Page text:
Babies who were stillborn or died in early infancy will be commemorated in Australia, as part of a touching act of remembrance around the world.
The annual Wave of Light ceremony takes place on Monday October 15 to mark International Pregnancy Loss and Infant Loss Day. At 7pm local time, parents, families and supporters will lighting candles in tribute to much-loved and much-missed babies.
Whether you are grieving the loss of your own child or supporting a family you know, you’re invited to take part in the international wave of light. Around the world, people will be lighting candles or battery-operated tealights are asked to keep them illuminated for an hour, in memory.
The ceremony marks International Pregnancy and Infant Loss Remembrance Day, which is being marked by many support groups, hospitals and charities with special events for families.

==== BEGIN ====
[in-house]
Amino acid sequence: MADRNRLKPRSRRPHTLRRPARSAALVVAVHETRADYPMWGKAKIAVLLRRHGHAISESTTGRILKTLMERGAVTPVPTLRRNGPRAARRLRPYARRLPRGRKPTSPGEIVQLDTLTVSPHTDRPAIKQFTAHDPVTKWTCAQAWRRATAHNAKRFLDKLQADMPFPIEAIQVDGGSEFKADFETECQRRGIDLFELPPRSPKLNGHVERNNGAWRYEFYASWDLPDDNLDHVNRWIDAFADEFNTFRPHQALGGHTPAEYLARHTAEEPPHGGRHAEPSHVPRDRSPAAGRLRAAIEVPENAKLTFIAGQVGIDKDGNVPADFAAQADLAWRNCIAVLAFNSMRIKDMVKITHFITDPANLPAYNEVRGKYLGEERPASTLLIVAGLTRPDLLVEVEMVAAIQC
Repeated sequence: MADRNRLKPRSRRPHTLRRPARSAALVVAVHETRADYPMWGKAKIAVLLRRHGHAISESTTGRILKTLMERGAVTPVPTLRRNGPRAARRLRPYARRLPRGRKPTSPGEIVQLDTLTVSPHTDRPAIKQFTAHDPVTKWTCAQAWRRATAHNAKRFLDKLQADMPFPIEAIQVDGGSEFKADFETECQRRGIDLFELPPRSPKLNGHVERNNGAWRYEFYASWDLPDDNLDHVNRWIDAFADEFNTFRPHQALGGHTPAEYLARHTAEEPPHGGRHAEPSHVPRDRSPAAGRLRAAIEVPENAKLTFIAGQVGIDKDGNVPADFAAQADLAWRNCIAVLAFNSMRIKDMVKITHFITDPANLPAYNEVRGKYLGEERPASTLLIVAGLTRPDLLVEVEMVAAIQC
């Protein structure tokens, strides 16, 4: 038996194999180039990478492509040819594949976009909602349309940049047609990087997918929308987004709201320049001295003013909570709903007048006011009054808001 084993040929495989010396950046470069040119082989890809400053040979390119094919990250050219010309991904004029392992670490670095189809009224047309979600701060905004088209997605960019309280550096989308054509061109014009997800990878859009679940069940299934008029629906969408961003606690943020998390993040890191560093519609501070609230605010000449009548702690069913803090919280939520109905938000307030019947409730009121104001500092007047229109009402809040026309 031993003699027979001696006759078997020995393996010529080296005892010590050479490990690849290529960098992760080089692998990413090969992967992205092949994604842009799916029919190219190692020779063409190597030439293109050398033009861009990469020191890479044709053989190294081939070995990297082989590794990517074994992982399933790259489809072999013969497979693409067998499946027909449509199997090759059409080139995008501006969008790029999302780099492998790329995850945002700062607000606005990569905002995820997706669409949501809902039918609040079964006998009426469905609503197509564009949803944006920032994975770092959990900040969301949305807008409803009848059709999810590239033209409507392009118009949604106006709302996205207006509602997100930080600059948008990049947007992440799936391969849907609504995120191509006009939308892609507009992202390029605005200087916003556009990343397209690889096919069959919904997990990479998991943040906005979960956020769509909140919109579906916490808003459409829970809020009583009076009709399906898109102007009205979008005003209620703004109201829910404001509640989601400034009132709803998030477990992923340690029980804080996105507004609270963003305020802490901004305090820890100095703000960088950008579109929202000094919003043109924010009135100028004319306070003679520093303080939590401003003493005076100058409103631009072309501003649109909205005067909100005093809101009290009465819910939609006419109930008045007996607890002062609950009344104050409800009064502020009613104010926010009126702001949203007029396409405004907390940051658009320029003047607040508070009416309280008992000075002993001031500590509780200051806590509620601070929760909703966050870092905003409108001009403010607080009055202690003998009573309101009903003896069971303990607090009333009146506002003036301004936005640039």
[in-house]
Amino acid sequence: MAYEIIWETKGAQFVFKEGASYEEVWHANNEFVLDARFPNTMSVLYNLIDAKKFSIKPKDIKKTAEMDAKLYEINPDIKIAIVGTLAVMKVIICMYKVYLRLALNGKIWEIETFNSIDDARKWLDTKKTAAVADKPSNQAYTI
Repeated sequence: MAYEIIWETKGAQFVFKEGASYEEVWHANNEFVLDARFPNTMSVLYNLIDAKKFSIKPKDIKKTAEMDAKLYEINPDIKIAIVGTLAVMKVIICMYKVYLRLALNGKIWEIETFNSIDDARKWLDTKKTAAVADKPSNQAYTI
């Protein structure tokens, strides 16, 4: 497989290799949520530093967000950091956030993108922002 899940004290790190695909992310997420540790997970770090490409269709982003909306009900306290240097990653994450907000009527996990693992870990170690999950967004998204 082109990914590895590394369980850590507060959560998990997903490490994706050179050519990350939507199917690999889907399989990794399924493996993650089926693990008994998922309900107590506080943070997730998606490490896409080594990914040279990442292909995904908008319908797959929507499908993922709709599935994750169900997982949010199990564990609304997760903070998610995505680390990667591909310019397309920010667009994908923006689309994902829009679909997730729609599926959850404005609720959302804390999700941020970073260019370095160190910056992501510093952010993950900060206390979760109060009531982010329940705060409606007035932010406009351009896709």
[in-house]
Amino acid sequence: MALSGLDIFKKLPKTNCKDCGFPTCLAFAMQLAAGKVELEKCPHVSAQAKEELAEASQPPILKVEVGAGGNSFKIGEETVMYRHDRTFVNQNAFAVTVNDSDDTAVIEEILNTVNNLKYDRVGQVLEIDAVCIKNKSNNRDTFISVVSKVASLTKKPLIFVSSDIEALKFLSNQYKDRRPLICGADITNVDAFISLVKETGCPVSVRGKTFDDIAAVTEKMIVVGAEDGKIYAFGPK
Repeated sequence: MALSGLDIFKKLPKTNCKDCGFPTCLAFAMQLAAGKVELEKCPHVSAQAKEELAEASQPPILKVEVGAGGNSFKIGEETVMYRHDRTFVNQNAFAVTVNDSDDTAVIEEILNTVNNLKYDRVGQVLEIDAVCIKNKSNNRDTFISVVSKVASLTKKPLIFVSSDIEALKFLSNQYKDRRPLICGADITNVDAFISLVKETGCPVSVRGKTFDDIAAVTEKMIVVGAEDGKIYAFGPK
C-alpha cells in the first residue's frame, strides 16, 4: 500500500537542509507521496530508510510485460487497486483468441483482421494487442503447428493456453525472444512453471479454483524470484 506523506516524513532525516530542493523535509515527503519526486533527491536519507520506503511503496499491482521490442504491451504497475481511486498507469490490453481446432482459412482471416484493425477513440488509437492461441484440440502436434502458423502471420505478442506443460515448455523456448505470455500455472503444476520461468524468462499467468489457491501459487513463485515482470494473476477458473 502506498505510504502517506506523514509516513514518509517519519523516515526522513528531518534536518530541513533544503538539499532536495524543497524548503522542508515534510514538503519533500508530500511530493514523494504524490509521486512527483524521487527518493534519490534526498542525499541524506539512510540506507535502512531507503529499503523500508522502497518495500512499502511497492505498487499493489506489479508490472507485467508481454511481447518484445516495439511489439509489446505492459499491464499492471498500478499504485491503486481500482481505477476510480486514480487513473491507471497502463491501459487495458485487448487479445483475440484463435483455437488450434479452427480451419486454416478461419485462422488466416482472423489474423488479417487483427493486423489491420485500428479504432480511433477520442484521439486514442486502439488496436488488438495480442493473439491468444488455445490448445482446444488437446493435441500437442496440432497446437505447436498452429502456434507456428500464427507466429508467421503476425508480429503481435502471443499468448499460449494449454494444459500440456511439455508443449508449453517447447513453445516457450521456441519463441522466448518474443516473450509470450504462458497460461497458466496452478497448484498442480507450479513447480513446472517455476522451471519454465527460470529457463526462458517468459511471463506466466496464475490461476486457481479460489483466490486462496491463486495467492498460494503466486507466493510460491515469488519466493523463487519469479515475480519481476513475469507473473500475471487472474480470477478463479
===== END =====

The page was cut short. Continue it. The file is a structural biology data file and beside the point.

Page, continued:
In Australia, an estimated one in four pregnancies end in miscarriage, while around 3,000 babies are either stillborn or die in the first 28 days after birth.
“There are so many Australian families that are affected by the death of a baby. International Pregnancy and Infant Loss Remembrance Day gives them an ‘official’ opportunity to acknowledge their precious babies,” said Lyndy Bowden, chair of non-profit stillbirth and neonatal death support organisation Sands.
“It is also a chance to raise awareness of the emotional impact of pregnancy and infant loss.”
The charity is also inviting families and supporters to join its Walk to Remember in various locations on Sunday 14.
International Pregnancy and Infant Loss Remembrance Day is officially recognised as a calendar event in Tasmania, Western Australia and New South Wales.
In August, the Liberal Nationals called for Victoria to follow suit and recognise October 15 as International Pregnancy and Infant Loss Remembrance Day on the state’s official calendar.
Those who light a candle in remembrance of a baby on October 15 are invited to take a photo and share it on social media, with the hashtags #BLAW2018 and #babylossawareness.